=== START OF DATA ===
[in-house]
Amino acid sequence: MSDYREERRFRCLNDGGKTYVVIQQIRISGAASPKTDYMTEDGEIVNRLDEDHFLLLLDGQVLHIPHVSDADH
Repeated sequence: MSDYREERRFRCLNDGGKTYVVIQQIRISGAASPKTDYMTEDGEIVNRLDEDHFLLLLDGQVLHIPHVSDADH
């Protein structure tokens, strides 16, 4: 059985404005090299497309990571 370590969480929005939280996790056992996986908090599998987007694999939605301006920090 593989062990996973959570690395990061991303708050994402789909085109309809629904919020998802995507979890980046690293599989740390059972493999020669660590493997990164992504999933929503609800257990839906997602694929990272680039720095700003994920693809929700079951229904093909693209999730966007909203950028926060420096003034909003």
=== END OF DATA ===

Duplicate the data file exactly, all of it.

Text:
[in-house]
Amino acid sequence: MSDYREERRFRCLNDGGKTYVVIQQIRISGAASPKTDYMTEDGEIVNRLDEDHFLLLLDGQVLHIPHVSDADH
Repeated sequence: MSDYREERRFRCLNDGGKTYVVIQQIRISGAASPKTDYMTEDGEIVNRLDEDHFLLLLDGQVLHIPHVSDADH
């Protein structure tokens, strides 16, 4: 059985404005090299497309990571 370590969480929005939280996790056992996986908090599998987007694999939605301006920090 593989062990996973959570690395990061991303708050994402789909085109309809629904919020998802995507979890980046690293599989740390059972493999020669660590493997990164992504999933929503609800257990839906997602694929990272680039720095700003994920693809929700079951229904093909693209999730966007909203950028926060420096003034909003």